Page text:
UBS Group AG may use its takeover of Credit Suisse Group AG as an opportunity to rebuild its investment banking business in the Middle East after recently shuttering its regional dealmaking and advisory operations, according to people familiar with the matter.
In what would be a U-turn for the Swiss bank, UBS executives have been exploring ways to revive the bank’s deal business in Dubai after it effectively closed its on-the-ground dealmaking operations in 2022, the people said, asking not to be identified because the matter is private.
Senior executives at UBS are keen to take advantage of heightened deal activity in the region and want to leverage the lender’s private banking relationships with wealthy royals and family-owned businesses to win deals, the people said. Discussions are in the early stages and it’s not clear if they will result in an agreement, the people said.
Credit Suisse has about 40 investment bankers in the United Arab Emirates, Qatar and Saudi Arabia. Representatives for UBS and Credit Suisse declined to comment.
UBS currently covers deals in the Middle East and North Africa region by flying bankers and specialists from jurisdictions such as the U.S. and U.K. into the region. The Swiss lender still has a local presence through other divisions, including its global trading and wealth units, where it has continued to hire.
UBS wealth boss Iqbal Khan is among senior bankers supporting the plan, the people said. He knows Credit Suisse’s business in the Middle East well. Before moving to UBS in 2019, Khan was the bank’s head of international wealth management, with responsibility for markets including the Middle East. He’s also talking with private bankers from Dubai to Doha as he tries to hang onto the stricken firm’s top talent, Bloomberg News has reported. In recent years, UBS has poached several wealth managers from Credit Suisse, including a team to cover the United Arab Emirates and Israel.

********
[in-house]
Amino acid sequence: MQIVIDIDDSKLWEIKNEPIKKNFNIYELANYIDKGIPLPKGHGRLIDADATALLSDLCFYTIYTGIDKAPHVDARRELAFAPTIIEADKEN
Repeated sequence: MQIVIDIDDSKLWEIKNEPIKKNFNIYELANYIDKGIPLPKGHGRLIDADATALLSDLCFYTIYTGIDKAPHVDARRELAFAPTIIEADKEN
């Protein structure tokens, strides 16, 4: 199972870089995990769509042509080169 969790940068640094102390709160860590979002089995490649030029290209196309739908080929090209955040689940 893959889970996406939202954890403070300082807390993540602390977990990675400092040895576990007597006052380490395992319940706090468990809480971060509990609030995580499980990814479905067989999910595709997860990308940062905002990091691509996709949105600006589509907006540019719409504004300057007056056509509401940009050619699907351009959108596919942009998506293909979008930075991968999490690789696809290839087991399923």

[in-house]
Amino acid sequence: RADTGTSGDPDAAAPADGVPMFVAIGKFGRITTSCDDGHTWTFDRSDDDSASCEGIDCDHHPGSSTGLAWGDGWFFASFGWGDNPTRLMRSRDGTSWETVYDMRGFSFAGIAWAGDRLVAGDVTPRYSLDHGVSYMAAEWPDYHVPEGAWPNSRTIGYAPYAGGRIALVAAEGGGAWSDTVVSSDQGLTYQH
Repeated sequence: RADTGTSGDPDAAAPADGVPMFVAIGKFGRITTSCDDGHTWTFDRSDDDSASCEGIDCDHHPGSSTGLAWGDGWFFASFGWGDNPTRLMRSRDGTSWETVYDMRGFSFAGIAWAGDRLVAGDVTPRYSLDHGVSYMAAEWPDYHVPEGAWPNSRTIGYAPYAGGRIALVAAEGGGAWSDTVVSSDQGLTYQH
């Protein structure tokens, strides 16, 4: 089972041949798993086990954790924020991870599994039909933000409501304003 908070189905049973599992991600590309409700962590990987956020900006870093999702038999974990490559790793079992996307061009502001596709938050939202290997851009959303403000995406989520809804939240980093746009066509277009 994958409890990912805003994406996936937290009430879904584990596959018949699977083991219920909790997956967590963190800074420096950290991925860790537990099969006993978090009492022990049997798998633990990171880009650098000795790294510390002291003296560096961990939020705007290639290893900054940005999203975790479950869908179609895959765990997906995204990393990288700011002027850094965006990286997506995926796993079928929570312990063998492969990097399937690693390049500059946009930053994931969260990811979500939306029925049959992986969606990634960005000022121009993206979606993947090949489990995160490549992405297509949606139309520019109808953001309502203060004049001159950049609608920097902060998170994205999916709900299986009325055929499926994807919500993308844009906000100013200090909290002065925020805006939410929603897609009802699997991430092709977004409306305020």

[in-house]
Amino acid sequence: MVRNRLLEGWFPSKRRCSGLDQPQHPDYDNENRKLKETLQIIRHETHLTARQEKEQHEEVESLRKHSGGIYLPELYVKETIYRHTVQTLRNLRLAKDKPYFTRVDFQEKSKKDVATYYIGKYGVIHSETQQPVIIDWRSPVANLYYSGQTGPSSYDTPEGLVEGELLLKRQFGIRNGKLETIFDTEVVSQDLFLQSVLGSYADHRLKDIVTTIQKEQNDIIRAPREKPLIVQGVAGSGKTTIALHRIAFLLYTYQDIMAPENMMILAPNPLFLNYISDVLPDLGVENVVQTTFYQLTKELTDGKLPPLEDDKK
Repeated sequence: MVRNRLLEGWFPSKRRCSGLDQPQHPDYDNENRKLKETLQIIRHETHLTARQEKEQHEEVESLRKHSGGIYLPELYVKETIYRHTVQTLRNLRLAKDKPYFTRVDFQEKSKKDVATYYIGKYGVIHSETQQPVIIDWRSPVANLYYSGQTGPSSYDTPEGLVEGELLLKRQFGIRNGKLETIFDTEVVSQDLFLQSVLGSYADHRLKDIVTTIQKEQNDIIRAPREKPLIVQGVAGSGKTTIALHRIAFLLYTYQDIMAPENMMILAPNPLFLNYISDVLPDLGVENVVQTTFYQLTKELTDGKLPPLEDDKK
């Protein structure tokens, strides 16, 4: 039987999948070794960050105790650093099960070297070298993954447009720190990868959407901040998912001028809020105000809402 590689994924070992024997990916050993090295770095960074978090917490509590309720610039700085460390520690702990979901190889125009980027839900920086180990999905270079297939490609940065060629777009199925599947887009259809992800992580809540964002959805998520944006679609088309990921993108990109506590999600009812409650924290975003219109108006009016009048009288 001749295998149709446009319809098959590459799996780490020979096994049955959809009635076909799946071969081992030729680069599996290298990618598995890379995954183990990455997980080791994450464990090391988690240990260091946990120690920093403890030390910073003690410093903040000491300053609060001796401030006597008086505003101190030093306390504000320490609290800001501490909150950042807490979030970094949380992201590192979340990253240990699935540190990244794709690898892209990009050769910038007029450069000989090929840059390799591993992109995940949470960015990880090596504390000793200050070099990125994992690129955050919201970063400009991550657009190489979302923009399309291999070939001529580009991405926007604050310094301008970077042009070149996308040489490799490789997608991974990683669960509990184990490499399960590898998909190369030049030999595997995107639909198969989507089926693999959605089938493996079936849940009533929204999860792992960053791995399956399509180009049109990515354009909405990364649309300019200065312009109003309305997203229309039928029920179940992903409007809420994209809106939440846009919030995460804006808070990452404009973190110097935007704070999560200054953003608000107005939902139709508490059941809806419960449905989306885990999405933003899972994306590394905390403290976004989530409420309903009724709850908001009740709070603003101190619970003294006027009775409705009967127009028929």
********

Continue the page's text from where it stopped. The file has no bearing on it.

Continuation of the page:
UBS wants to cherry-pick top dealmakers from Credit Suisse’s investment bank instead of supporting an ambitious plan to build a new independent firm under the leadership of high-profile dealmaker Michael Klein, Bloomberg News has reported.
The Swiss lender’s interest in the Middle East comes after the region has become a key destination of capital globally with its cash-rich sovereign wealth funds deploying money at a record pace. The region has also been a rare bright spot for initial public offerings at a time overall volumes are at a record low across the world. Still, Middle Eastern investors are becoming more cautious of making fresh investments in global banks after emerging as some of the hardest hit in the Credit Suisse crisis.
Before the hastily arranged deal with UBS, Credit Suisse itself had been bolstering its investment banking business in the Middle East and Africa. It hired senior banker Hazem Shawki from Goldman Sachs Group Inc. in 2019 and then Morgan Stanley dealmaker Tara Luthra to expand its operations.